We’ve seen a whirlwind of activity and a gathering of momentum for support for investment in school counselling over the past few weeks that I don’t think we’ve ever seen before in England.

We’re hugely thankful to everyone who wrote to their MPs as part of our school counselling campaign.

Nearly 3,000 emails were sent and we’re already seeing how it’s caught the attention of MPs. The campaign has prompted both a parliamentary question and an Early Day Motion in the House of Commons, as well as positive responses from politicians across the party divides.

We’ve spoken to several leading mental health charities who’ve told us they’re also calling for school counselling investment.

And it’s been heart-warming to speak to and receive responses from members so pleased we’re campaigning on this issue.

Step closer

As a policy team, we feel we’ve taken a step closer to our objective – getting the UK Government to invest in a paid counsellor in every secondary school, academy and FE college in England.

We’ve been campaigning for greater investment in school counselling for years.

Our members have celebrated success in Northern Ireland, Wales and most recently Scotland. But England has remained the only country without a statutory funded service. 

In June we felt like we may have turned the page to a new chapter in our work.

Critical time to invest

A day after we wrote to the Education Secretary, Gavin Williamson, saying this was a critical time to invest in school counselling, we were invited to a meeting with Department for Education officials.

This gave us with the opportunity to talk through our vision of a government-funded counselling programme for every school and college in England. We presented options exploring different models of delivery. We came away from that meeting full of hope.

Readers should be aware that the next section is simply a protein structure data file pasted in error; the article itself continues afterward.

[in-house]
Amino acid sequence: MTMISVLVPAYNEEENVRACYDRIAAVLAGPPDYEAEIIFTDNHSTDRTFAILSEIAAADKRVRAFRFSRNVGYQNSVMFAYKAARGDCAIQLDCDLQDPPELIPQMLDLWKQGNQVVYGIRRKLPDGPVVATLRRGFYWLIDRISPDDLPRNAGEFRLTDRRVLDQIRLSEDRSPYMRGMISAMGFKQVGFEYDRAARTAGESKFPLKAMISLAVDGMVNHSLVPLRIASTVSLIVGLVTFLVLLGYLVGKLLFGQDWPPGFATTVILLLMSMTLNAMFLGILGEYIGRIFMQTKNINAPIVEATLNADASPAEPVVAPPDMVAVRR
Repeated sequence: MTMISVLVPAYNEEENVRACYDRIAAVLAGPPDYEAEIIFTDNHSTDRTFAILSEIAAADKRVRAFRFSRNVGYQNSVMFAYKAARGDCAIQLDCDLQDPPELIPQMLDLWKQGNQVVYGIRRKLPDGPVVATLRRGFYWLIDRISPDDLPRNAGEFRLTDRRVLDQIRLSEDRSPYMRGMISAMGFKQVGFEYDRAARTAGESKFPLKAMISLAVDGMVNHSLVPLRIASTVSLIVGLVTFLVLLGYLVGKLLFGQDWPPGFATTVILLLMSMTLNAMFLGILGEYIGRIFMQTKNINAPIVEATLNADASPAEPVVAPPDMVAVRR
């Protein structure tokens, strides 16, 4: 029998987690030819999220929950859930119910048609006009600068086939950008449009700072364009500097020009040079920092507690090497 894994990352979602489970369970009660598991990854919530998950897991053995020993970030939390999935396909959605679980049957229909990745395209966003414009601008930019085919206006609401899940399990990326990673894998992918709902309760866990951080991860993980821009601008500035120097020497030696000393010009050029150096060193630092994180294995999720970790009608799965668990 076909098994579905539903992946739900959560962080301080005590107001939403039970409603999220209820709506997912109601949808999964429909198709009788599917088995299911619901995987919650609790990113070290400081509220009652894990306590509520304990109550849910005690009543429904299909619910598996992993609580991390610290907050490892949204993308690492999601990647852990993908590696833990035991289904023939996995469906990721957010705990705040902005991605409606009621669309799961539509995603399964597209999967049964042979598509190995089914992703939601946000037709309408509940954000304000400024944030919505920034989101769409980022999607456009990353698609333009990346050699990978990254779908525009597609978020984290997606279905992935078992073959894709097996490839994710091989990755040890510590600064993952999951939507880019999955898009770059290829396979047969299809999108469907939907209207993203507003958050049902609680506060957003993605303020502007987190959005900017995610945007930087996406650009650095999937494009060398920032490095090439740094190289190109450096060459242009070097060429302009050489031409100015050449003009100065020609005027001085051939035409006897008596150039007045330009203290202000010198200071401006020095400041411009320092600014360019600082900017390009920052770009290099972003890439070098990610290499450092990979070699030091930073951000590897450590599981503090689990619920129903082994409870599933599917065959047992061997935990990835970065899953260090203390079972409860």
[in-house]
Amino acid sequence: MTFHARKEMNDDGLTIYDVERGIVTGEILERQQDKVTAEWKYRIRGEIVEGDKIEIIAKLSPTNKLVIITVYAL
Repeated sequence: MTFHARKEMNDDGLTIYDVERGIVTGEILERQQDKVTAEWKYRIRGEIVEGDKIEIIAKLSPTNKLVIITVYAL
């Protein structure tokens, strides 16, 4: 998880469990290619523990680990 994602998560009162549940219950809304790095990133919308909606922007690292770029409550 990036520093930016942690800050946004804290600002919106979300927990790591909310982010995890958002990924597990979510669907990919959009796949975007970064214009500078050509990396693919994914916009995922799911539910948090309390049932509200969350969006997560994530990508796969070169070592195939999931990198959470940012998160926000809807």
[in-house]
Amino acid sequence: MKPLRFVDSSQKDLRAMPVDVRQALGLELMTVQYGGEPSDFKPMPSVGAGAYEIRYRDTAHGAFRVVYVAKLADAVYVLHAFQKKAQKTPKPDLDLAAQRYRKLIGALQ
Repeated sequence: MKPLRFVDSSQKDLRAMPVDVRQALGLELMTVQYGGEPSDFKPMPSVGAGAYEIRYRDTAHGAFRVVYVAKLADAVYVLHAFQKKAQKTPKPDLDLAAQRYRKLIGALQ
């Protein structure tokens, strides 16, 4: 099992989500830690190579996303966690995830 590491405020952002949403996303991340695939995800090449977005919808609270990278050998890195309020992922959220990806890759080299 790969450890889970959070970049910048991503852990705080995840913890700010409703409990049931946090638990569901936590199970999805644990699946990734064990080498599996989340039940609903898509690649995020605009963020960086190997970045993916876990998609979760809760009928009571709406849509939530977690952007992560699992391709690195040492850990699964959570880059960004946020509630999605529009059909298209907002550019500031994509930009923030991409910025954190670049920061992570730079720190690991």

The comprehensive spending review (CSR) provided us with our best chance to have our voice heard about the importance of school counselling investment. This is when the Chancellor looks at what the Government will commit to spending-wise for the following four years.

In September we called on members to write to MPs to put pressure on the Chancellor to consider the benefits of funding counselling provision in schools and colleges. We highlighted counselling was needed before the pandemic, but if funded now it could be part of the longer-term recovery plan too.

Cross party political support

Our collective voice gained momentum and what was really interesting was that there was cross party political support. From the MP responses we have seen, 45% confirmed they had written to Treasury Ministers on behalf of their constituents to ask them to consider school counselling in this year's CSR. 

In the last few days we’ve found out that Labour MP Jon Hemsworth has tabled an Early Day Motion referring to our campaign and calling on funding for school counselling to be allocated in the CSR. This could lead to a Parliamentary debate on the subject.

Conservative MP Nickie Aiken has submitted a parliamentary question to the Education Secretary asking if he will provide access to counselling for all children and young people in secondary schools and further education colleges.

Politicians are hearing our message

It’s fantastic that politicians are hearing our message – and joining our fight.

Other influential mental charities are supportive too.  Young Minds, the Centre for Mental Health and the Mental Health Foundation are onboard. The key message being that government must allocate funding to employ professionally trained counsellors and psychotherapists to work in every school.

What’s more, following our recent school and college counselling webinar, we now have the beginnings of an expert reference group made up of our members to help move this work forward.

We know from our conversations with members that funding in school is often tight, over-stretched and isn’t sustainable. Job security is a worry. This simply isn’t fair. It isn’t fair on the children and young people we work with and it isn’t fair on the highly trained practitioners who deliver these essential roles. That’s why we will continue to campaign for a paid counsellor in every school.

Campaign remains alive

Thanks to you we now have a number of MPs we can directly work to ensure the need for school counselling investment continues to be talked about and grows even more support.

We’ll keep shouting about this and so this campaign remains alive. We’ll have a further update on how you can be involved in this too very soon.